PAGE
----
Most years, with cold, winter weather arriving up north, rafts of ducks, geese and swans descend upon Pamlico Sound and Hyde County's major impoundments, streams and rivers, where they spend nearly five months awaiting the spring thaw before returning to the upper prairie states, Canadian provinces east of the Rocky Mountains and Alaska.

The N.C. Wildlife Resources Commission manages three game lands in Hyde County -Gull Rock, New Lake and Pungo River - that provide excellent waterfowl hunting, usually starting in late December. The best-known and largest, Gull Rock, is adjacent to Pamlico Sound and includes Caffee Bay, Juniper Bay, West Bluff Bay, East Bluff Bay, North Bluff Point, Hog Island, Benson's Point and Mount Pleasant Bay.

Gull Rock draws waterfowl hunters from across North Carolina and Virginia, probably because it includes the massive Loop Road impoundment, which can attract thousands of birds when weather conditions are too dicey on Pamlico Sound to permit resting and feeding.

At 50,000 acres, Lake Mattamuskeet - which survived several multi-million dollar efforts to drain it and convert its rich bottomland into crop fields near the turn of the 19th century - is the largest natural body of water totally inside the state's borders. Extremely shallow (average depth is two feet), the lake has extensive wetlands at its borders and is a haven for geese, swans, dabblers, divers and puddle ducks.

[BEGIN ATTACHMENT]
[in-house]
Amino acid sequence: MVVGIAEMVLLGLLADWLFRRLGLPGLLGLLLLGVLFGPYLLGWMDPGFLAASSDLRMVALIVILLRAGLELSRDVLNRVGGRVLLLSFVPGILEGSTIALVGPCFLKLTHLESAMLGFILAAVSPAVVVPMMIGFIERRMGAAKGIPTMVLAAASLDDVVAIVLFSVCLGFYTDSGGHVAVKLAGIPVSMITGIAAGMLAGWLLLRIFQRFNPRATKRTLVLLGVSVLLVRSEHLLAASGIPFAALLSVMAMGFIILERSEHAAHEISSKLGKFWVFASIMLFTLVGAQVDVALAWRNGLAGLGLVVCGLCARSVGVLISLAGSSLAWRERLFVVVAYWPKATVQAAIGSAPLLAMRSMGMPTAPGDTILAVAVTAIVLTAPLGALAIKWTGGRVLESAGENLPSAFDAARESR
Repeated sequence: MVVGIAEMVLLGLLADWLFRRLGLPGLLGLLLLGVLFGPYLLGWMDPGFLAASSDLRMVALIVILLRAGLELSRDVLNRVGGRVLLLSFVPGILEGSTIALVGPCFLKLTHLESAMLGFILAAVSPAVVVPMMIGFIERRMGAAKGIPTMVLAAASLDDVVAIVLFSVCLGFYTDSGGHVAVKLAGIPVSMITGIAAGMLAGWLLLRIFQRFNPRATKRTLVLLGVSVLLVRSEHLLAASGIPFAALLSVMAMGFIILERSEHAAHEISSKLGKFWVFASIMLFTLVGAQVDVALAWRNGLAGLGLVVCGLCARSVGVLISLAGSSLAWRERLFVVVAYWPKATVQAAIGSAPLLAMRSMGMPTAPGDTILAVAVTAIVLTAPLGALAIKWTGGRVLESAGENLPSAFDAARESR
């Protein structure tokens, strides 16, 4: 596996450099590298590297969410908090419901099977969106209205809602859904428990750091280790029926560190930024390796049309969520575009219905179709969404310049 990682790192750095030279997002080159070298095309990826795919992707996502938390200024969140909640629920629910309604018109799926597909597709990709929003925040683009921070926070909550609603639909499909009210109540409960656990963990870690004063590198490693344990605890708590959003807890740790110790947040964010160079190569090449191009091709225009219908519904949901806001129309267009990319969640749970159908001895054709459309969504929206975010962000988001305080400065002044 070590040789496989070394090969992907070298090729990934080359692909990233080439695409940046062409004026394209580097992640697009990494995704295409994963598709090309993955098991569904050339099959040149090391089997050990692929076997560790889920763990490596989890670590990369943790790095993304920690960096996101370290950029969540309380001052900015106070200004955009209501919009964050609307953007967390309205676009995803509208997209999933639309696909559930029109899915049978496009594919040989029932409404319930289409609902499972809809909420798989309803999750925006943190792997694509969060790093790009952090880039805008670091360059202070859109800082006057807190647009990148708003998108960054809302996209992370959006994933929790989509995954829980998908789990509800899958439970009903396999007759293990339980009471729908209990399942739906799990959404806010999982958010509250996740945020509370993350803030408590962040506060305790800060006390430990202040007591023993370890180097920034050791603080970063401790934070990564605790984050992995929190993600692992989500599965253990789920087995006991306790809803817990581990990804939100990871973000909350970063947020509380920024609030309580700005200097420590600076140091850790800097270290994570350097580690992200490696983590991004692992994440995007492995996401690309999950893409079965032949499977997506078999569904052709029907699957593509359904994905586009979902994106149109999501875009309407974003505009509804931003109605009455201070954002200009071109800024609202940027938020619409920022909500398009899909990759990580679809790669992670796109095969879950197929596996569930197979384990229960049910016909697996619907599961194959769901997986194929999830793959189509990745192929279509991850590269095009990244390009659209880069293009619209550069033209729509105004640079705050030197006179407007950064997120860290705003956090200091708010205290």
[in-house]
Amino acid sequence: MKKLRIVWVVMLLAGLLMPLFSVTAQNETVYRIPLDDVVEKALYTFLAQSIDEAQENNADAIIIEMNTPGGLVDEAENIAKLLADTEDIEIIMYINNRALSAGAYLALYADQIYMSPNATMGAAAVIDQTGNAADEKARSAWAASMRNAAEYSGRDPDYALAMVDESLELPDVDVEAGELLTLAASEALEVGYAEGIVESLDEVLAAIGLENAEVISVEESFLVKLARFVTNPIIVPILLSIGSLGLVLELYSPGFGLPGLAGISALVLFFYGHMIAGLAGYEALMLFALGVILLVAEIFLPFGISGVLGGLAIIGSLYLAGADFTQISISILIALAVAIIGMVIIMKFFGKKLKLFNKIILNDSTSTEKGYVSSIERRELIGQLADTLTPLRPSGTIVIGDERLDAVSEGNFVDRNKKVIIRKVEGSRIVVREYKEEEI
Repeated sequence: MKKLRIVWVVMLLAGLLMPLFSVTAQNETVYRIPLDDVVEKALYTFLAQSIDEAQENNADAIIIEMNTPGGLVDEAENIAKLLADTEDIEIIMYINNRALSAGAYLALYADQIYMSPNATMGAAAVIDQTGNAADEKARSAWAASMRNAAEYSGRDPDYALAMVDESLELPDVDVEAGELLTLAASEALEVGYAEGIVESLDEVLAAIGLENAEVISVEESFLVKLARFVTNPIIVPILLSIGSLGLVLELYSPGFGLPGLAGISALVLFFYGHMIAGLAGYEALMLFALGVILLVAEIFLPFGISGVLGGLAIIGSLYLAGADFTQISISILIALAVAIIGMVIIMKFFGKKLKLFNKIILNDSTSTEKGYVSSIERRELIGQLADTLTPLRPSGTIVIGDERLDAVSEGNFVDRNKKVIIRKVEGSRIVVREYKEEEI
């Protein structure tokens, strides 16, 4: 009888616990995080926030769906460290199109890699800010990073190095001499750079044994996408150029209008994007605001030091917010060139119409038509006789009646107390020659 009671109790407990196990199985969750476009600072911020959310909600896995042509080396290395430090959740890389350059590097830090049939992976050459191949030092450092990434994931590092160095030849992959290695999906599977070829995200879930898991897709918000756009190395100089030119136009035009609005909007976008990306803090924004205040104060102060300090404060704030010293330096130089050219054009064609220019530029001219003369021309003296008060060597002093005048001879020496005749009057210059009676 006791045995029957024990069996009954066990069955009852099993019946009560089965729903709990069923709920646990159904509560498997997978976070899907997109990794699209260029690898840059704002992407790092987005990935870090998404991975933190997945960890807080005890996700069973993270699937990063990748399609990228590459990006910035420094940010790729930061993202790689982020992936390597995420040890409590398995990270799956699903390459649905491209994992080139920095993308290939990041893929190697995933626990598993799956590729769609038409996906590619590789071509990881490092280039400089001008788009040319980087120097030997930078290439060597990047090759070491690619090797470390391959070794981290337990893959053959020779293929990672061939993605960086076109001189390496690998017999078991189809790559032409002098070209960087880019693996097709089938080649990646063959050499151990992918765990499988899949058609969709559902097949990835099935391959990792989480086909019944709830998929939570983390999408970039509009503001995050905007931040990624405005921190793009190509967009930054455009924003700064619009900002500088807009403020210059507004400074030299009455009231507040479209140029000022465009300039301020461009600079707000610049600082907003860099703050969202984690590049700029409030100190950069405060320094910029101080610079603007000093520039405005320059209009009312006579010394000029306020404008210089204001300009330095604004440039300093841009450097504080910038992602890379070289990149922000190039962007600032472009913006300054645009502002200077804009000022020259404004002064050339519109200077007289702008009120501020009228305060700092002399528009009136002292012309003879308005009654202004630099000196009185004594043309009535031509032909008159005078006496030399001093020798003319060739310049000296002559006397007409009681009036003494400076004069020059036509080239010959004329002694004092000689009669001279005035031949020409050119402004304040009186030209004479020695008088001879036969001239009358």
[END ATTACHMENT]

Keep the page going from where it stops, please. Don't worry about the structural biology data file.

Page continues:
However, not only do public game lands and the wildlife refuges lure waterfowl to Hyde County, local farmers have discovered turning crop lands into waterfowl impoundments pays a lot better per acre than soybeans or cotton. Annual dues to shoot ducks over a decent impoundment these days are in the tens of thousands of dollars.

A secondary benefit of Hyde's many private waterfowl impoundments is all that food (corn, wild millet, panic grasses and spike rushes) lures ducks, geese and swans that may fly across less-costly leases, game lands, the Pamlico Sound, rivers or streams to offer less well-heeled (but strategically-placed) hunters a chance to bang away.

Some Hyde County hunts are U.S. Fish and Wildlife Service-administered permit hunts at Mattamuskeet National Wildlife Refuge. Through a draw-permit system waterfowlers (three per group) earn access to blinds at the lake's south shore. Hunters can apply for waterfowl permits starting Sept. 1 each year at N.C. Wildlife Resources Commission service agents or by calling 888-248-6834, Monday through Friday, 8 a.m.-5 p.m. Applications must be received by Sept. 5. The basic permit application costs $10; hunters must pay $12.50 per day at the Mattamuskeet Lodge when blinds are assigned each morning at 5 a.m.